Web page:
I guess it’s noteworthy when George Soros singles you out for attack. On the other hand, when you have been targeted by as many leftists as I have, one more billionaire doesn’t make much difference. These assaults have been inspired by my efforts to organize an “Islamo-Fascism Awareness Week,” whose goal was to identify America’s enemies as more than just “terrorists,” and specifically to link them to a radical movement within Islam, which has declared war on the West. One salutary aspect of the Week is to have exposed the breadth of the coalition that now functions as a frontier guard for our enemies. Members of this coalition are apparently determined to run interference for America’s enemies, because, in their view, a greater danger to America is posed by conservatives such as myself and George Bush.
According to Soros, Bush has made up the war on terror, and thereby created the terrorist threat. In a notable article titled “A Self-Defeating War,” Soros wrote: “A misleading figure of speech applied literally has unleashed a real war fought on several fronts -- Iraq, Gaza, Lebanon, Afghanistan, Somalia -- a war that has killed thousands of innocent civilians and enraged millions around the world…. We can escape it only if we Americans repudiate the war on terror as a false metaphor.” As a principal funder of the Democratic Party, Soros is probably the inspiration for Nancy Pelosi’s claim that the terrorists are only in Iraq because we are there and will leave when we do, and is certainly behind John Edwards’ suggestion that the war on terror is a “political bumper sticker” and the way to fight the terrorists is to treat them as individual criminals rather than members of a fanatical religious movement with tens of millions of adherents.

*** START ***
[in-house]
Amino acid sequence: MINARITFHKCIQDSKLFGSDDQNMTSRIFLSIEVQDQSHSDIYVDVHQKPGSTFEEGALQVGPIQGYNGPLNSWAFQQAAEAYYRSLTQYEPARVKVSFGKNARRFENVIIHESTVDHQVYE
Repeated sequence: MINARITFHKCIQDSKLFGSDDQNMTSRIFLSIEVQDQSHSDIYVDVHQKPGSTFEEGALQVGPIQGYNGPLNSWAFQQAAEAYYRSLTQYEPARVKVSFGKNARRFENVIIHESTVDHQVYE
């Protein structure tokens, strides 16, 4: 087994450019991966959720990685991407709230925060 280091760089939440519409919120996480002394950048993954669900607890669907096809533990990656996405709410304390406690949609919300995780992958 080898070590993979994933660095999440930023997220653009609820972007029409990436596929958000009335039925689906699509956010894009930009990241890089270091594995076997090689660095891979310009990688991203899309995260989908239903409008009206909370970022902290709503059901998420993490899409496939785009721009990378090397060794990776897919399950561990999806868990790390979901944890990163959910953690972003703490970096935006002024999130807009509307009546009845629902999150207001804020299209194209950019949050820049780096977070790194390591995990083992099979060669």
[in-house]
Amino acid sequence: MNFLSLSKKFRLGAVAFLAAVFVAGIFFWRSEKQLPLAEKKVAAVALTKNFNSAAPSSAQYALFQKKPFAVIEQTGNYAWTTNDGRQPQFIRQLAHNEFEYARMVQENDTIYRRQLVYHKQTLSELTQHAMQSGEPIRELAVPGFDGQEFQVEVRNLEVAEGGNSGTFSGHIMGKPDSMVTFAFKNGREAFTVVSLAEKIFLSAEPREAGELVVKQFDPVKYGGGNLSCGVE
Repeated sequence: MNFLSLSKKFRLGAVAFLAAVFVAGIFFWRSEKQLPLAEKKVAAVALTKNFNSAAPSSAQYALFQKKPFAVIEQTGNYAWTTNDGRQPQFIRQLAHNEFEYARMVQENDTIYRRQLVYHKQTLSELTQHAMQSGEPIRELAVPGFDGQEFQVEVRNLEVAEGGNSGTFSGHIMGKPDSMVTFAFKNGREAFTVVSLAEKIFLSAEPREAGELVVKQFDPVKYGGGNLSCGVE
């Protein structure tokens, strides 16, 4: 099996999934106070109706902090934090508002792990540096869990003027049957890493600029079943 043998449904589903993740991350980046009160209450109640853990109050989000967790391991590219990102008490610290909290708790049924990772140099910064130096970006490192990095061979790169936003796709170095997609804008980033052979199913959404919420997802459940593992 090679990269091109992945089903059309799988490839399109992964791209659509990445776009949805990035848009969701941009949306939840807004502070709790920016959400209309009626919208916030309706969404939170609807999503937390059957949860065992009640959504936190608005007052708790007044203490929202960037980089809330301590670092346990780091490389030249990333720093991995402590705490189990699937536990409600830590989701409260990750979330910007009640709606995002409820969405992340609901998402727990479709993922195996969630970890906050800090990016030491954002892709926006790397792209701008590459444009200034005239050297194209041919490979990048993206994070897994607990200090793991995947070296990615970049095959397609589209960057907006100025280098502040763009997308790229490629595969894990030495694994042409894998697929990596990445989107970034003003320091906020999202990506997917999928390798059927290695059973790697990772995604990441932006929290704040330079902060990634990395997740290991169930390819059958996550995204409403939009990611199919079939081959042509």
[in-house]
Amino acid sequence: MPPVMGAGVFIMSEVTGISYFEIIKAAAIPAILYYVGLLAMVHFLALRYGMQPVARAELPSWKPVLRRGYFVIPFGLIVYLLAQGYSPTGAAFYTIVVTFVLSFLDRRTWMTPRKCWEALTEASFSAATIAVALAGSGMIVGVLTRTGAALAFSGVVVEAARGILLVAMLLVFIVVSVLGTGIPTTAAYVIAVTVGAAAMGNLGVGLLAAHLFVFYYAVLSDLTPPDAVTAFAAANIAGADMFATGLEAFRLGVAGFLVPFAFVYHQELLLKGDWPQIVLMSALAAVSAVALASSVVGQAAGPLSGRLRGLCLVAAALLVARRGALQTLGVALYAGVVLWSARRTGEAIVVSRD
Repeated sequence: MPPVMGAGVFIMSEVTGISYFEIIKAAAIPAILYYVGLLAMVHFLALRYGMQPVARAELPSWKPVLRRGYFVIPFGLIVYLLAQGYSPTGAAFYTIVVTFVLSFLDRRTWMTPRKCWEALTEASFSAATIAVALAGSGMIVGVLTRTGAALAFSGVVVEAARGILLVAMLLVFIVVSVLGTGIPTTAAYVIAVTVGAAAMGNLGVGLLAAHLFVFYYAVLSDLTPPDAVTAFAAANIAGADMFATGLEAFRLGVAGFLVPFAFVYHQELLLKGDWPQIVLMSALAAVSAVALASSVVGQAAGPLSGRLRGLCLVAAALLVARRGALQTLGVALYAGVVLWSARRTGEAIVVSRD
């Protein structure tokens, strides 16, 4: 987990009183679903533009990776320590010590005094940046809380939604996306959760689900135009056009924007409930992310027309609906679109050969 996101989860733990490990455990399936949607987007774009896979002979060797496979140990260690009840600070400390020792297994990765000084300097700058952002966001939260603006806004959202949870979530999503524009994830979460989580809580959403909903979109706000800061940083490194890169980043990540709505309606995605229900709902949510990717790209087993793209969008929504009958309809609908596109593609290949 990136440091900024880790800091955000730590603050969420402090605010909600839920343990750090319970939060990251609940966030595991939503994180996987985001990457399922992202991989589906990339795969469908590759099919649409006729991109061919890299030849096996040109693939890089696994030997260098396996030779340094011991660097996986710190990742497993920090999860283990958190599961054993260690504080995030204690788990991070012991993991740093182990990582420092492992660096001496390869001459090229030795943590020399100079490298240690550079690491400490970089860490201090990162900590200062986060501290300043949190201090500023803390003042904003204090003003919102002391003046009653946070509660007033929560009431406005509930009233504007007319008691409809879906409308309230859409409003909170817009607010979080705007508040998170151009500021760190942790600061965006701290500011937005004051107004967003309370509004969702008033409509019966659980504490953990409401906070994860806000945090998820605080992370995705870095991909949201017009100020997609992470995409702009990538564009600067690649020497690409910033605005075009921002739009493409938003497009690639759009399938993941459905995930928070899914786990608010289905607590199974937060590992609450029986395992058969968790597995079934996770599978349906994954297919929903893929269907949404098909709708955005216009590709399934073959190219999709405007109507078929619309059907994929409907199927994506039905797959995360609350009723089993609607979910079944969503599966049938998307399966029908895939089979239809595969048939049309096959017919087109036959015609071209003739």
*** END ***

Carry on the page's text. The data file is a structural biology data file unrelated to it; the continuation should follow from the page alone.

Even as leftists project onto America responsibility for the war against us, so they seek to blame conservatives for the scorched earth politics they have adopted at home. Thus Soros describes me as a political manipulator who is unwilling to argue issues with my opponents, and instead focuses on destroying them: “Another technique [of conservatives] is transference: accusing opponents of having motives or using methods that characterize the accuser himself. For example, David Horowitz, who accuses me of being ‘the Lenin of the anti-American conspiracy,’ is a former Trotskyite for whom opponents are never adversaries to be debated, but rather enemies to be crushed.”
For the record, I was never a Trotskyite, nor have I ever accused Soros of being the Lenin of a “conspiracy.” More to the point, Soros’ claim that I never debate my adversaries on the issues is refuted by my writings and actions in the twenty-five years I have been a conservative. Few public figures have answered the arguments of their critics more copiously than I have. I have written hundreds of thousands of words of specific argument, which can be found in my articles archives titled “Replies to (Leftwing) Critics” and “Debates With (and About) the Left,” at Frontpagemag.com, and in published works such as
The basis for Soros’ claim is a passage in my work, which has been frequently mis-quoted by leftists, and which is actually a description of how the left itself deals with political opponents. A recent reference to this passage by one of my critics, Michael Berube, illustrates the point. “Here’s Horowitz in his 2000 book The Art of Political War and Other Radical Pursuits: “you cannot cripple an opponent by outwitting him in a political debate. You can only do so by following Lenin’s injunction: ‘In political conflicts, the goal is not to refute your opponent’s argument, but to wipe him from the face of the earth.’”
People who have actually read The Art of Political War, which was written as advice to Republicans, will recognize that that this is a description of how I believe